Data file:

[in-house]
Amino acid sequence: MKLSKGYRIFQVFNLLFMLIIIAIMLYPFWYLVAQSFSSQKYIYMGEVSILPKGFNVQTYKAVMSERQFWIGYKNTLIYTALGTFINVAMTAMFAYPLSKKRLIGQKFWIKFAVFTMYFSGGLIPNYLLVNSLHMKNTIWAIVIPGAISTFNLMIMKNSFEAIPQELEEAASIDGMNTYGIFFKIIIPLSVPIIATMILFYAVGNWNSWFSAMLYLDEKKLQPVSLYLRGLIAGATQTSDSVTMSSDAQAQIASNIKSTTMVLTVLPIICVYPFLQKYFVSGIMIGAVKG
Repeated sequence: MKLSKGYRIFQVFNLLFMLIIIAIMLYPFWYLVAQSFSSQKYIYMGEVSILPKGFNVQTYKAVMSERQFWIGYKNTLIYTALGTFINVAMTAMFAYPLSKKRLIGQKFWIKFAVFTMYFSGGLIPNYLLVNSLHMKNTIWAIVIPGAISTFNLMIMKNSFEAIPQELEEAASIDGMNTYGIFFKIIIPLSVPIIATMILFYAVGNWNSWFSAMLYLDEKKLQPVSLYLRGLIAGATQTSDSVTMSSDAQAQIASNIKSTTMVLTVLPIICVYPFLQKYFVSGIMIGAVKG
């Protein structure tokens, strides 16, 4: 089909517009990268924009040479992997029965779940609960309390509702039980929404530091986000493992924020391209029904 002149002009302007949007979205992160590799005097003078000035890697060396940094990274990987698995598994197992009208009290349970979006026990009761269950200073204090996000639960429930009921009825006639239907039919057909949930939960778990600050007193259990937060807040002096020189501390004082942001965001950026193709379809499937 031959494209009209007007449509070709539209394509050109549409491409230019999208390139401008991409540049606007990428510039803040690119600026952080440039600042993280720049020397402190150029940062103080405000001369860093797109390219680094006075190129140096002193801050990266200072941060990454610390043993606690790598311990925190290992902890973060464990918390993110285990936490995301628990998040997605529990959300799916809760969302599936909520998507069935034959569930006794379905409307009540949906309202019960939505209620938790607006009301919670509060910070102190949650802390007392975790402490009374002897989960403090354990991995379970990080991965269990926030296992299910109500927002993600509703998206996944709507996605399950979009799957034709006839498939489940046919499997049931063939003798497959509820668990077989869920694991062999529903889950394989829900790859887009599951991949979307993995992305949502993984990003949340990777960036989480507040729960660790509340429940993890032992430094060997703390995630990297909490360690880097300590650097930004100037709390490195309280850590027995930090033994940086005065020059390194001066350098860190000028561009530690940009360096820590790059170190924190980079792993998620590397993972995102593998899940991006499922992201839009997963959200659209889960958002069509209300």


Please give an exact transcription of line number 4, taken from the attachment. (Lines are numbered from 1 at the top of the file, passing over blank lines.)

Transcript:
């Protein structure tokens, strides 16, 4: 089909517009990268924009040479992997029965779940609960309390509702039980929404530091986000493992924020391209029904 002149002009302007949007979205992160590799005097003078000035890697060396940094990274990987698995598994197992009208009290349970979006026990009761269950200073204090996000639960429930009921009825006639239907039919057909949930939960778990600050007193259990937060807040002096020189501390004082942001965001950026193709379809499937 031959494209009209007007449509070709539209394509050109549409491409230019999208390139401008991409540049606007990428510039803040690119600026952080440039600042993280720049020397402190150029940062103080405000001369860093797109390219680094006075190129140096002193801050990266200072941060990454610390043993606690790598311990925190290992902890973060464990918390993110285990936490995301628990998040997605529990959300799916809760969302599936909520998507069935034959569930006794379905409307009540949906309202019960939505209620938790607006009301919670509060910070102190949650802390007392975790402490009374002897989960403090354990991995379970990080991965269990926030296992299910109500927002993600509703998206996944709507996605399950979009799957034709006839498939489940046919499997049931063939003798497959509820668990077989869920694991062999529903889950394989829900790859887009599951991949979307993995992305949502993984990003949340990777960036989480507040729960660790509340429940993890032992430094060997703390995630990297909490360690880097300590650097930004100037709390490195309280850590027995930090033994940086005065020059390194001066350098860190000028561009530690940009360096820590790059170190924190980079792993998620590397993972995102593998899940991006499922992201839009997963959200659209889960958002069509209300």